An article in the Albuquerque Journal reads:

Alzheimer's Study Making Progress
By, Daniel Haney; Tha Associated Press

Some doctors would enjoy nothing more that poking around inside your brain.

After giving it a thorough going-over, they would confidently predict whether in five or 10 or maybe even 20 years you will lose the whole works to Alzheimer's disease.

Not that you would want to know this necessarily, since nothing can be done yet to stop the disease.  Still doctors appear surprisingly close to getting their wish. 

Experimantal technology is opening a window on the living brain, catching the first clear look at the mess Alzheimer's makes as it happens.  It builds on the standard imaging machines, such as PET scanners, that are somethimes used on people with suspected Alzheimer's disease.  Those can reveal whether parts of the brain are shrunken.  But short of cutting open the skull, there has been no way to tease out the errant gummy proteins that distinguish Alzheimer's from normal gray matter.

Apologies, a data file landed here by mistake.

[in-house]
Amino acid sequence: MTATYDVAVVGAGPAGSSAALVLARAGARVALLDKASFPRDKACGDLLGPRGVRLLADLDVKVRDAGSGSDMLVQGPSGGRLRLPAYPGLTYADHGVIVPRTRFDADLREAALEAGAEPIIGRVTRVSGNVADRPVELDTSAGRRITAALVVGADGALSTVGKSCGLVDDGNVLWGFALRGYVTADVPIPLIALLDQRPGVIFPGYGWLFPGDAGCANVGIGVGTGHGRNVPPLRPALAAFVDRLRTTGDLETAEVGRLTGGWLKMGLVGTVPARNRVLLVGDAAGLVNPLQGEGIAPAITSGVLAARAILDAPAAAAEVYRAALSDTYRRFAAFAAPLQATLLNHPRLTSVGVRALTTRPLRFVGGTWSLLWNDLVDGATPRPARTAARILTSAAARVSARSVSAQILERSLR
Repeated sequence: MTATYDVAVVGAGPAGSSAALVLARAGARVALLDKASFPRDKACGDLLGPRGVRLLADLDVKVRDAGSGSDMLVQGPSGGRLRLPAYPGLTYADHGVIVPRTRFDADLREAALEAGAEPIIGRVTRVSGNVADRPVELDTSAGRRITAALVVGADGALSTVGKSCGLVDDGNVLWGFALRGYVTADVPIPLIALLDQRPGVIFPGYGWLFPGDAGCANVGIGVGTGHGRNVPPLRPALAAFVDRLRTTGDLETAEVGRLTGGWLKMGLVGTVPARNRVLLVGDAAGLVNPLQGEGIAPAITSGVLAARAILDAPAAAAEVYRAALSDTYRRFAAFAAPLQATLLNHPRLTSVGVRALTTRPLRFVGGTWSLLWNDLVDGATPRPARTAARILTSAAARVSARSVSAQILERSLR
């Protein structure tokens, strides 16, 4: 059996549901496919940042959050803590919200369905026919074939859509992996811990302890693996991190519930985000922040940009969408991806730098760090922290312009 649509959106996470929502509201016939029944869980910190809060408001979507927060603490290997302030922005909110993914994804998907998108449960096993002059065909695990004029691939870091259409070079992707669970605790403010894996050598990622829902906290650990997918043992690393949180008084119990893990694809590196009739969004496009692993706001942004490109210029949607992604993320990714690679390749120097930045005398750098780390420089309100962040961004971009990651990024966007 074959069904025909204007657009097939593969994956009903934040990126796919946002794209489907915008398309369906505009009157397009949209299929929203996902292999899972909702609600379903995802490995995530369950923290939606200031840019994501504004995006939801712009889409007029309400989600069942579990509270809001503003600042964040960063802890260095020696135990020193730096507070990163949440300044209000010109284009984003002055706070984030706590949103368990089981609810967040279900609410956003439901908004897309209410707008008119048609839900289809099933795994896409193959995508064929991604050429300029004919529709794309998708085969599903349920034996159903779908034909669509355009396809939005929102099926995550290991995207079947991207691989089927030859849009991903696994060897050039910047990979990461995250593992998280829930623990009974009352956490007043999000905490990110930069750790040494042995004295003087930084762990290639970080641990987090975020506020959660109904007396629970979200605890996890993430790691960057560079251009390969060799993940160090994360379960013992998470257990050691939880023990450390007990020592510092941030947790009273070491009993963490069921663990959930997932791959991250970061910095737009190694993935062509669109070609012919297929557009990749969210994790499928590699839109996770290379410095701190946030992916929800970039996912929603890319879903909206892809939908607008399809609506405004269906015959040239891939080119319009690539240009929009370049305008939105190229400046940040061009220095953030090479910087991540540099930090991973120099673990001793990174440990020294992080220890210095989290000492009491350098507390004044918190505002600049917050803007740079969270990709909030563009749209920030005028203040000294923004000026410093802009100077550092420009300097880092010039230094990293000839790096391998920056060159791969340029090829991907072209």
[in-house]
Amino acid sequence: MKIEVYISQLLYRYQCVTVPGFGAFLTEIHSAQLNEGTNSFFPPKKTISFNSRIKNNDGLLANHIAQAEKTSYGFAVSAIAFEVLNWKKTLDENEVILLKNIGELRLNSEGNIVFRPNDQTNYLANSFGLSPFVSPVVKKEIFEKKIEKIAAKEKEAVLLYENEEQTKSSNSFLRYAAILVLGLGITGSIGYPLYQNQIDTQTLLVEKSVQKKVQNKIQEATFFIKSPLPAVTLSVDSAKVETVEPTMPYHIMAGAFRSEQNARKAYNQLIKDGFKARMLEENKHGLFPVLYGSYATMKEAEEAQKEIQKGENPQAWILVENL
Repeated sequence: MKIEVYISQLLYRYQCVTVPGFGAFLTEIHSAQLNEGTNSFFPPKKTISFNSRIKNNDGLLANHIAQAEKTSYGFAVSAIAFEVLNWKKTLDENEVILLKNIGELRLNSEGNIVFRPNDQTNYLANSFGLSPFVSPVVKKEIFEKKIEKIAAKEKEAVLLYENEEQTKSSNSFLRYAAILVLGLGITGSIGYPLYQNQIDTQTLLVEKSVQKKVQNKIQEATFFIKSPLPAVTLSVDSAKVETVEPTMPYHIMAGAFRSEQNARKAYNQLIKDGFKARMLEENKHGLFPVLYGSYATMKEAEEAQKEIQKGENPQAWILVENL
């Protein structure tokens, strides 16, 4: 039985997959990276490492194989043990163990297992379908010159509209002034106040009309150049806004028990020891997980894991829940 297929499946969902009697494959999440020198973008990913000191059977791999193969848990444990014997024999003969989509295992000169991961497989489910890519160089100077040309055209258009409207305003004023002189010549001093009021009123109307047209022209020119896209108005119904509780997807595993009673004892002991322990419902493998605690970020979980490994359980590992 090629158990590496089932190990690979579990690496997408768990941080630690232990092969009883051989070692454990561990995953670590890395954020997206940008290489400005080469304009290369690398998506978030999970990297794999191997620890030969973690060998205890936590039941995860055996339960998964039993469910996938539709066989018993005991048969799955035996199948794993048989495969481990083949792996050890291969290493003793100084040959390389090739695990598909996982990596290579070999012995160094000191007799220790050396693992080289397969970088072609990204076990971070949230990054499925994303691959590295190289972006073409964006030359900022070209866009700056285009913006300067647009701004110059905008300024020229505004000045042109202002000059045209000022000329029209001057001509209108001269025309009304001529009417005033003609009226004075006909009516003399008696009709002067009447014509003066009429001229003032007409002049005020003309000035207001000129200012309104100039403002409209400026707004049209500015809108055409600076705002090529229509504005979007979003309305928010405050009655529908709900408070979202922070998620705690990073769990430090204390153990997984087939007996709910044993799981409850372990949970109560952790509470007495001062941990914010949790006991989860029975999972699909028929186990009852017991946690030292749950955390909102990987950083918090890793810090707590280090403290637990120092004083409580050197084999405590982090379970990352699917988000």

Until now.  The new approach is also a PET scan, but unlike anything now available, it lights up these misplaced proteins

"It's an icreadile first step," says neil Buckholtz, dementia; chief at the National Institute on Aging.

Two competing teams in Pittsburgh and Los Angeles have produced these scans in the past year.  No one knows whether either approach will make it into routine use.  But many believe something like them eventully will

"They are both really magnificent examples of how far the technology has come," says William Thies, the Alzheimer's Association's medical director.  "Here we have the ability to actually image something the human brain that previously could only be seen in an autopsy"

Ordinary PET scans trace radioactive sugar as it moves through the brain, revealing how vigorously it is used in various parts.  While this offers clues to how well the brain functions, it says little specifically about Alzheimer's.

Tor that, doctors must examine slices of brain tissur under a microscope, looking for protein fragments called beta amyloid that lodge between brain cells and probably contribute to the death.